By Matthew Willett
Applied Molecular Evolution Inc. (AME) on Thursday priced its initial public offering of 4.65 million shares at $19 per share, generating $88.35 million for the 11-year-old company.
The San Diego-based company initially sought $85 million in the IPO, and increased the offering size by about 900,000 share on Wednesday night. It now has 22.67 million shares outstanding. CIBC World Markets is lead manager for the offering, and PaineWebber Inc. and SG Cowen Securities Corp. are co-managers. They have an option to purchase 697,500 shares to cover overallotments.
Like several recent IPOs, the first-day response was strong. AME's stock (NASDAQ:AMEV) closed at $30.875, up $11.875, or 62.5 percent. The stock traded as high as $36.94, nearly twice the offering price.
"We're just very gratified that the market recognized the value of the company and the focus of directed evolution and it's value for therapeutics production," Lawrence Bloch, CFO and vice president of business development, said.
Company officials said the IPO proceeds are marked for general corporate operations and internal development projects. Bloch said he's "very comfortable" that proceeds will fund operations for two years.
If the overallotment option is exercised, AME would gross more than $101 million, giving the company about $110 million in cash.
AME uses its directed evolution technology, AMEsystem, to develop novel human therapeutics and improve currently marketed drugs. AMEsystem selectively replaces single amino acids in target proteins, evaluates the resulting protein for improvements and combines positive changes until an optimized protein is produced.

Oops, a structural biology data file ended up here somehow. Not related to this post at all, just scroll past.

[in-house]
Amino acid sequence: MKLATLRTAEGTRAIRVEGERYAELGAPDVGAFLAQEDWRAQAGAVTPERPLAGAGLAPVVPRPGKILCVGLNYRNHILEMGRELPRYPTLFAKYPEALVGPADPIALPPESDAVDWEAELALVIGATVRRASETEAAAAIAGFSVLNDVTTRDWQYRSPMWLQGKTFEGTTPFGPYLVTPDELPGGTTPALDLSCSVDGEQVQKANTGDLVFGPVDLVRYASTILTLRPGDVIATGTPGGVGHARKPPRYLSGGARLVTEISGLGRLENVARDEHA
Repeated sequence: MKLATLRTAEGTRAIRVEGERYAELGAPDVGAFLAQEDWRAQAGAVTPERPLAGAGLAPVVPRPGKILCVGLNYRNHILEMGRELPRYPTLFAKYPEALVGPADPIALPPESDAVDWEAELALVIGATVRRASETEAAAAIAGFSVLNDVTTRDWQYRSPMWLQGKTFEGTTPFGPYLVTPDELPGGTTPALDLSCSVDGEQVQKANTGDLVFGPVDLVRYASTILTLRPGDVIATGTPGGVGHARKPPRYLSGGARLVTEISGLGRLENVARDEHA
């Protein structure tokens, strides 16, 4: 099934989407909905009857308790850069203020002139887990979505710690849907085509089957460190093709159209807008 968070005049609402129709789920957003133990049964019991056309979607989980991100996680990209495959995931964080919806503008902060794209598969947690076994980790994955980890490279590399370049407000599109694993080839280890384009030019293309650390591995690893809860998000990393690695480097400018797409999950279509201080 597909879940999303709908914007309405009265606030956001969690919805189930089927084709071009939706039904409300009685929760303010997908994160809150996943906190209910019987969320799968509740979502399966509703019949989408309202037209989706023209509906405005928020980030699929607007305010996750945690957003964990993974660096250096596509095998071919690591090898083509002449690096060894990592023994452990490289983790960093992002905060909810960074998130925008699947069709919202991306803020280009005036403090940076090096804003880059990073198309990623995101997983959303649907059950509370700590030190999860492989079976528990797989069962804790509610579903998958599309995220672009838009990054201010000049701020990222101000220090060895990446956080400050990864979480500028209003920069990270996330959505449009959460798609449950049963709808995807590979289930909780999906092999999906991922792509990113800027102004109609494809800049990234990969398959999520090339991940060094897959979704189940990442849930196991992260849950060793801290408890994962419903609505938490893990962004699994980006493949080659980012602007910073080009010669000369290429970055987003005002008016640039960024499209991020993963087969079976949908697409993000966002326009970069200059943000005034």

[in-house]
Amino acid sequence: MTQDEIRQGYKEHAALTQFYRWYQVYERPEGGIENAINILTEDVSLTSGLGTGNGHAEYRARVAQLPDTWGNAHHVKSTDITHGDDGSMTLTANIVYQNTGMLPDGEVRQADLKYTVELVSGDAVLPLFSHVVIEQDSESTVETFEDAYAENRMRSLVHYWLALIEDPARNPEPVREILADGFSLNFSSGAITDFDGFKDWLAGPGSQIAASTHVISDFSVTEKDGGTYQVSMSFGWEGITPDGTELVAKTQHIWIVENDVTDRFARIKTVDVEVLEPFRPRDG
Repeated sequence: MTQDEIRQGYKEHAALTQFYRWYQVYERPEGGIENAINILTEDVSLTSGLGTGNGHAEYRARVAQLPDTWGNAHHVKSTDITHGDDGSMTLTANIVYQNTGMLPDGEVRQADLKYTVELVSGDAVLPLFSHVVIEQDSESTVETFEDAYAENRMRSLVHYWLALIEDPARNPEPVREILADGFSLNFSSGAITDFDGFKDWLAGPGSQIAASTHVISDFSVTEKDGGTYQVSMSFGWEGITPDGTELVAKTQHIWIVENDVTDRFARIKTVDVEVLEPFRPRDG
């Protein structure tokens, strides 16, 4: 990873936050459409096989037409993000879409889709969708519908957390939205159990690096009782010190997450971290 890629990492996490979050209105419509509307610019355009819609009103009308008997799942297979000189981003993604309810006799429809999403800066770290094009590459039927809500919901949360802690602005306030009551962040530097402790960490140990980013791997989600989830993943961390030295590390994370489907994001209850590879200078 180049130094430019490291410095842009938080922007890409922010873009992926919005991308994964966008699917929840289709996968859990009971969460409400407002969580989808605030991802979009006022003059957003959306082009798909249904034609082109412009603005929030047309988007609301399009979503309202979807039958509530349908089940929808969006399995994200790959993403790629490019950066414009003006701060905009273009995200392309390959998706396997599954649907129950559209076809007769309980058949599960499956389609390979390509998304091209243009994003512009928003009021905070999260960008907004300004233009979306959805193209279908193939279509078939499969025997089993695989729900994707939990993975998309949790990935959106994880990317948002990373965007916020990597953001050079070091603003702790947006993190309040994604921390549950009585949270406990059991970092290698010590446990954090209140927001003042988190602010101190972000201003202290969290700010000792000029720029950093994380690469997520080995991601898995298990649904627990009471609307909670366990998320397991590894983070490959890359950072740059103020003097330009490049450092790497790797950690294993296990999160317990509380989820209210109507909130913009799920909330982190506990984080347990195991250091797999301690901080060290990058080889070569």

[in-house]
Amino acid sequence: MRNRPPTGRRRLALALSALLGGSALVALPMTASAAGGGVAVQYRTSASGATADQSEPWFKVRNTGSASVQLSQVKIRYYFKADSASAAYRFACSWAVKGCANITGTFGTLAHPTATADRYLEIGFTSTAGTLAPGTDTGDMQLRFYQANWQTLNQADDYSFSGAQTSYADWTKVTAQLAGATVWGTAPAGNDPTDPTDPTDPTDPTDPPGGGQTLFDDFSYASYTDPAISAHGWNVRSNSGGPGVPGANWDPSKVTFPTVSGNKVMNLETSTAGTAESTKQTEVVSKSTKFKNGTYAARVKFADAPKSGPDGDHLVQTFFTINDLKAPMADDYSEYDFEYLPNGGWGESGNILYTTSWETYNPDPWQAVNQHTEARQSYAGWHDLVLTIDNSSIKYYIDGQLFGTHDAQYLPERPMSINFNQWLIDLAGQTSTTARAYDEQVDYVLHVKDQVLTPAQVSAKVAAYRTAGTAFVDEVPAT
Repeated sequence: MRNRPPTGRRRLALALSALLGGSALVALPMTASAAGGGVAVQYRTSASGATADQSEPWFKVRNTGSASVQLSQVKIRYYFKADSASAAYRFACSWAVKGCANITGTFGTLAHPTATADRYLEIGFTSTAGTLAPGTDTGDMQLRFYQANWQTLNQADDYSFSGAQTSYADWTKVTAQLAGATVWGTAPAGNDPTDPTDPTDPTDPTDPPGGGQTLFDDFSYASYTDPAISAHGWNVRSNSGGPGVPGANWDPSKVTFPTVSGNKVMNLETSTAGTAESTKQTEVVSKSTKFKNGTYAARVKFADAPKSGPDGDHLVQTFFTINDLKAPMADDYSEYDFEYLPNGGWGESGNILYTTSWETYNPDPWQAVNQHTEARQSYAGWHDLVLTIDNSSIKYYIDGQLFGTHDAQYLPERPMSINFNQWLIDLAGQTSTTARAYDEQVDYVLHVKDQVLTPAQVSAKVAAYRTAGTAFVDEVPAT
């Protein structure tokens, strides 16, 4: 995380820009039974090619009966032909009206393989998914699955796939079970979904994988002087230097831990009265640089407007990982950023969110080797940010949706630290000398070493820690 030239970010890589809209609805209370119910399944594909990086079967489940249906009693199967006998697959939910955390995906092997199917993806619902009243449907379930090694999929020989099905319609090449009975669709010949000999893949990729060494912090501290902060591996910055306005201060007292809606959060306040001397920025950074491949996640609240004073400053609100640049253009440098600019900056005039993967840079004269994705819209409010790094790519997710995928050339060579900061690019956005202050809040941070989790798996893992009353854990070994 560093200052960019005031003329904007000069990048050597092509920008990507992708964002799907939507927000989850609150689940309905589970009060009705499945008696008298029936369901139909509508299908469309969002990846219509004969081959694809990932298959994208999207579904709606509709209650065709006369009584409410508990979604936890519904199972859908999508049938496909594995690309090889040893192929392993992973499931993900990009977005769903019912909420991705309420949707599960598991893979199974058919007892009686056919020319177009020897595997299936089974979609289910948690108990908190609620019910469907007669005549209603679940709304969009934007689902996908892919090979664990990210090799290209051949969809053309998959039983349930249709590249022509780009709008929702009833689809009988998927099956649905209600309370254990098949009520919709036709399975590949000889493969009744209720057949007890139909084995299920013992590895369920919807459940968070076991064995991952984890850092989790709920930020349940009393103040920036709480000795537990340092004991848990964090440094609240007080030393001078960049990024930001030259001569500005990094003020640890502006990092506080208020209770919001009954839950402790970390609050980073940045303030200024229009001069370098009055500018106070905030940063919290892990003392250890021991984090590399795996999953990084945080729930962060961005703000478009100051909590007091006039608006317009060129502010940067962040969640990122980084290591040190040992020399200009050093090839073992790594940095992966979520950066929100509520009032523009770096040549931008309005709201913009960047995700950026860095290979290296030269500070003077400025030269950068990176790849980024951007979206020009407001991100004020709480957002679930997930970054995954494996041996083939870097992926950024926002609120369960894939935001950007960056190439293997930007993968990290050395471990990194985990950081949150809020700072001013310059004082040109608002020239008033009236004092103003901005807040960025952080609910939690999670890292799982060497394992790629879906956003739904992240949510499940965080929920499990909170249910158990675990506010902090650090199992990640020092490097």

The company currently has collaborations with MedImmune Inc., of Gaithersburg, Md., and Bristol-Myers Squibb Co.(BMS), of New York, to develop improved compounds.
In its collaboration with MedImmune, begun in 1999, AME increased affinity 90-fold for Vitaxin, an antiangiogenic monoclonal antibody designed for tumor treatment. AME licensed Vitaxin to MedImmune in return for a $4.15 million equity investment, milestone payments and royalties.
AME has agreed to apply its technology to three other compounds in the MedImmune agreement. (See BioWorld Today, May 15, 2000, p. 1.)
Through two agreements with Bristol-Myers, AME received more than $27 million for optimization and other work, and stands to receive further milestone payments and royalties. Application of AME technology reduced the risk of side effects for BMS' anti-CD40 antibody, a monoclonal antibody designed for the treatment of graft-vs.-host disease caused by organ transplant rejection. AME said it increased the affinity of this target by 500-fold.
The improved version, dubbed hBR96, was licensed to Seattle Genomics Inc., of Bothell, Wash., for use in developing treatments for various cancers. The licensing agreement includes milestone payments and royalties for AME in connection with commercialization of the product.
Bloch said the company expects to see milestone and royalty payments in connection with these collaborations within the next 12 to 18 months. Those payments are contingent on product advancement to clinical trials and commercialization, he added.